Our religion has this section of scripture colloquially referred to as the Word of Wisdom. It's generally interpreted as a health code, and I've never really thought too much about it until a random conversation last year encouraged me to read it again, more closely. And I am a little embarrassed to say that I was so surprised by what I found. That section of scripture is amazing. Sure, there's like the three main things that are all everyone ever talks about - no drugs, alcohol, or tea/coffee - but that's one tiny little part! and there is so much else there. Those verses talk about partaking of meat and herbs and fruits and vegetables not only in their season (buy seasonal!) but also with prudence and thanksgiving. It talks about eating meat and grains sparingly. It's a giant, beautiful, all-encompassing health code that also commands this beautiful way of seeing the earth and partaking of its bounty. I really think that because our culture focuses almost exclusively on like two solitary lines, we are missing out on such a bigger, more wonderful mandate of truly being stewards of the earth.
So much of consumerism today flies directly in the face of these commandments. Thinking about that section of scripture and reading books about rampant fraud in the food industry have really helped me - us - evaluate where we're putting our money when it comes to buying groceries. We've always eaten pretty healthy, but now we're paying more attention to where we're getting our meat and produce, and how frequently, and where our food is coming from. We're trying to be more prudent.
This mentality is spilling over into other areas of my life as well. Just as I've felt uncomfortable with the food industry and how Americans consume, consume, consume, I've also been feeling uncomfortable with the fashion industry. I've grown sick of buying clothes that fall apart after a few wears, with an utter lack of craftsmanship, without any knowledge of where they came from or what went into their manufacture. Like a lot of people, I've been drawn to companies like Everlane who make beautiful clothing while at the same time being completely transparent about their pricing model. And then just last week I read a wonderfully refreshing blog post by the talented owner of Elizabeth Suzann, this beautiful store in Nashville, where she wrote even more frankly about mindful fashion, and it got me thinking about the value of my dollar. If I'm going to spend $50 on clothing, where do I want it to go? Do I want to buy three super-cheap shirts at a fast fashion store that aren't well-made, will fall apart, and were made overseas taking advantage of cheap labor (and the terrible working conditions that often accompany that labor)? Or do I want to spend that $50 on one single well-made item, from a company that houses its entire shop in one big building, produces 100% American-made items, treats its employees well, and prioritizes giving back to the community and protecting the environment? Right now, for me, the answer to that question is obvious.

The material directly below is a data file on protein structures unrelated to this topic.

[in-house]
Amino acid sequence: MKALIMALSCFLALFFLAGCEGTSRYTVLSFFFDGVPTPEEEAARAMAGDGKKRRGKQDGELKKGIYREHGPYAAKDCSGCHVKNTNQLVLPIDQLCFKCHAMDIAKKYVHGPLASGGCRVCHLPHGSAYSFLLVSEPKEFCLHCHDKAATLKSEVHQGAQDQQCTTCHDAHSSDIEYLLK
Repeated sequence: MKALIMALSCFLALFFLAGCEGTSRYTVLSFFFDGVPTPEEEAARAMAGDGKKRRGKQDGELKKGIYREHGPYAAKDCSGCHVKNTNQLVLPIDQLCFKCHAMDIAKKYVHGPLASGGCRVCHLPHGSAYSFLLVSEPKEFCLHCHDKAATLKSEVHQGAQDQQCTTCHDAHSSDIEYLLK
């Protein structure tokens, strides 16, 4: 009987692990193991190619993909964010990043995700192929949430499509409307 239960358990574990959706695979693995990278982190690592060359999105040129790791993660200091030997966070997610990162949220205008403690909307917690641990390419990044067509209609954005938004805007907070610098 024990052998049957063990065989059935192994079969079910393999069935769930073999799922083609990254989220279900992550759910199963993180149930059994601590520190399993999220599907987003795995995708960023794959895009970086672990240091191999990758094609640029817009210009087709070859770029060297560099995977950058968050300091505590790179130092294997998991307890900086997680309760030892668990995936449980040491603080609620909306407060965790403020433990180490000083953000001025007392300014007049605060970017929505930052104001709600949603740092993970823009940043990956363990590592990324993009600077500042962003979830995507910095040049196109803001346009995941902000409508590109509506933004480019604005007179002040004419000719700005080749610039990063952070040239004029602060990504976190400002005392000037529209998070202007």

So, I'm on a mission to buy less and buy better. Because being a steward of the earth means being a steward over all the earth, and doing what you can to help with every dollar that you spend.*
*...where you can. Missing from this, of course, is a conversation about how it is a privilege to be able to be choosy about where you buy your groceries or where you shop for jeans. I fully recognize that privilege, am very grateful for it, and am eager to learn more about opportunities to be good stewards in other ways and through other means.